VII. (3) By parity, the necessity of baptism is the same as that of circumcision. Now circumcision was to be administered to
infants according to the command of God. Therefore also infant baptism. The truth of the major is proved
(a) because baptism is put in the place of circumcision and succeeds it in the New Testament (from Col. 2:12, where Paul discovers circumcision in baptism).
(b) From the end of each—circumcision was a sacrament of initiation that they might be received into the covenant; baptism is the same.
(c) From the thing signified by each, which is the internal circumcision of the heart and the grace of regeneration.
(d) The grace of God is not diminished and restricted in the New Testament, but rather enlarged. If therefore the infantile age is an obstacle in baptism on account of the defect of reason, there was the same impediment in circumcision.
For if the blessings of God were not even then fruitlessly offered by circumcision, why should the same not be thought of baptism? Nor is it to be said either that “the circumcision of infants was expressly commanded, but not infant baptism.” It is one thing to be contained expressly; another implicitly in a general command (as we said before). Or that “the argument does not proceed rightly because there are various differences between circumcision and baptism.” The analogy of both sacraments ought to be attended to not in all, but in the principal condition related to the confirmation of the gratuitous covenant and declared in the New Testament (to wit, that both sacraments were a sign of the covenant, a symbol of initiation and a badge of profession, by which anciently the Jews were distinguished from the Gentiles and now Christians are distinguished from unbelievers). The differences (usually adduced) are of another kind which do not touch the very essence of the sacrament and its end.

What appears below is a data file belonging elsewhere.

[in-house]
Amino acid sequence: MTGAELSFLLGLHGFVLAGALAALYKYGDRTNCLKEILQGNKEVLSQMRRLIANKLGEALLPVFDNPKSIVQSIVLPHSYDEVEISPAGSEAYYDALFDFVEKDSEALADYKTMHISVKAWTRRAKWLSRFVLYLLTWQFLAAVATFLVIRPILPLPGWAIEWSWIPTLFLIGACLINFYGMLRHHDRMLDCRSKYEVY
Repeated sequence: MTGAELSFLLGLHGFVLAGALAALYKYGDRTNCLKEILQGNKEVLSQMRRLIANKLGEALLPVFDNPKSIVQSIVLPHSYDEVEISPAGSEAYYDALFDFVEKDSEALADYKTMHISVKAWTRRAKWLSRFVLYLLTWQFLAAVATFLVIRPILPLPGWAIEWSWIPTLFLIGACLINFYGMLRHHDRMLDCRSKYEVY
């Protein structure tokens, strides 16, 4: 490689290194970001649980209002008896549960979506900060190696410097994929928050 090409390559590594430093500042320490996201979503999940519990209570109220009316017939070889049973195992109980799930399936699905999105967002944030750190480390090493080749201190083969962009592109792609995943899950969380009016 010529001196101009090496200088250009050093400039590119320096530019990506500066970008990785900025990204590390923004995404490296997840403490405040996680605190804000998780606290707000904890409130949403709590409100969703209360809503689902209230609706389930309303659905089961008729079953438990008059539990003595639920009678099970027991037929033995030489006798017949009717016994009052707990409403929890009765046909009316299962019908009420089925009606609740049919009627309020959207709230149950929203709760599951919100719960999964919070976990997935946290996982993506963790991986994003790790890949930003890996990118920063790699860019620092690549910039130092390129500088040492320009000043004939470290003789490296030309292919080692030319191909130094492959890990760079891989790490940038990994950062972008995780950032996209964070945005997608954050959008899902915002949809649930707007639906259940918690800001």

Francis Turretin, Institutes of Elenctic Theology, ed. James T. Dennison Jr., trans. George Musgrave Giger, vol. 3 (Phillipsburg, NJ: P&R Publishing, 1992–1997), 19.20.7 (p. 416–17).